Published: 12 Jan 2024

Category: Latest Stories

Optimisation of the Workspace as a Class of Asset in a New Era


As demand for flexible offices evolve overtime, workplace strategies for corporate and business professionals have shifted considerably in light of changing environmental factors, personal preferences and the increased prevalence of hybrid work arrangements. As a result, businesses are increasingly looking for flexible and sustainable workspaces that can accommodate the latest technology and reconsidering how this asset class can be optimised for a new era. In this regard, Compass Offices has succeeded in filling in a gap in the market for efficient, high-end office space for corporates and business professionals who seek to right size their flexible office.

The purpose of the office could be multi-faceted, the evolving workspace has created different ways to work within the modern workforce, one of which is the increasing prevalence of the home office or alternatively, the integration of the home office into the work environment – which has its limits. The typical dwellings in Asia Pacific tend to be smaller in size relative to their counterparts in North America. The limited space and added costs of acquiring the proper work equipment may not be conducive to productivity. This has given rise to flexible workspace in the past decade. As the name would suggest, a flexible office offers not only convenience but the flexibility to flex-up or flex down with relatively great ease in a changing risks environment, directly affecting the scalability and success of a business as a result.

This article outlines the underlying principles and dynamics behind the evolving workplace across Asia Pacific and beyond and provides a roadmap for workplace optimization from the occupiers’ perspective. As alternative working models such as the flexible workspace become the preferred option over the traditional office for businesses of all sizes, the demands of the discerning occupier are being reshaped and driving new changes in the office sector. These changes can further be categorised as cyclical changes that occur over a relatively short span of time, such as a business or economic cycle. In contrast, underlying structural changes occur over a longer period of time. Fundamentally, the office sector is being structurally changed and cyclically challenged in the modern world.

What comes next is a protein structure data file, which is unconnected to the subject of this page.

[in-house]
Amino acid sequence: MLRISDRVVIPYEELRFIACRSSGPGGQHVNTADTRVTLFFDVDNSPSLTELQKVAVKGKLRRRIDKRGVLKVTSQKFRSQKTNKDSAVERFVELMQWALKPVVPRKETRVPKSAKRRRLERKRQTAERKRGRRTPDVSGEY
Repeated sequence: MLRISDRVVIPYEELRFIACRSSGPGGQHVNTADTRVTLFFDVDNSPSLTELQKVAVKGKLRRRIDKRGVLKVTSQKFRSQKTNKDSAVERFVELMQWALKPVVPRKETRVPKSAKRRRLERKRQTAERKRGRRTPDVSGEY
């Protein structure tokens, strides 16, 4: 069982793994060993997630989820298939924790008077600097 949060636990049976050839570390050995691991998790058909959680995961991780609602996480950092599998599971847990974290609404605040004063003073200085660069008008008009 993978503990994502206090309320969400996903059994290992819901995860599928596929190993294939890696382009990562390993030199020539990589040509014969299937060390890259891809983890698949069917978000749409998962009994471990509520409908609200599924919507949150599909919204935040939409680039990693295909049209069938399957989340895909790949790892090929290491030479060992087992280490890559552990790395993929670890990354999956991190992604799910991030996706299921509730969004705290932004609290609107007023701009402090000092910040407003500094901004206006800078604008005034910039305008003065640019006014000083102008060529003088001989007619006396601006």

Structural and Cyclical Changes

Businesses are increasingly made aware of sustainability requirements imposed by institutional authorities or governmental bodies at large. One of the most direct ways to tackle this issue is by setting net zero goals or to be mindful of carbon emissions during a business’ operational processes. Typically, office building occupancy can be one of the major contributing factors towards carbon emission. Hence, occupiers are increasingly aware that the building in which their business operates should provide a environment conducive to concepts of sustainability. Correspondingly, occupiers are increasingly health conscious and becoming more wellness-centric these days, the discerning occupiers are generally concerned over the welfare of their employees, the overall air quality, or the general amenities. By extension, they may be more inclined to opt for flexible workspace in green buildings with upgraded lighting, building access or end-of-trip facilities, just to name a few.

More specifically, the search for the right flexible workspace often requires consideration to be given to amenities, particularly in a prime premium building in a CBD location. Other crucial considerations include engagement, community building, connectivity within the city’s transportation hubs, the availability of parking and alternative solutions where public transportation is not available. Moreover, integration with the local F&B hubs or other entertainment could be valuable to the typical employee, as the majority would go into the office not just to work but would most likely rely on the surroundings for socialisation purposes with their peers outside of work hours.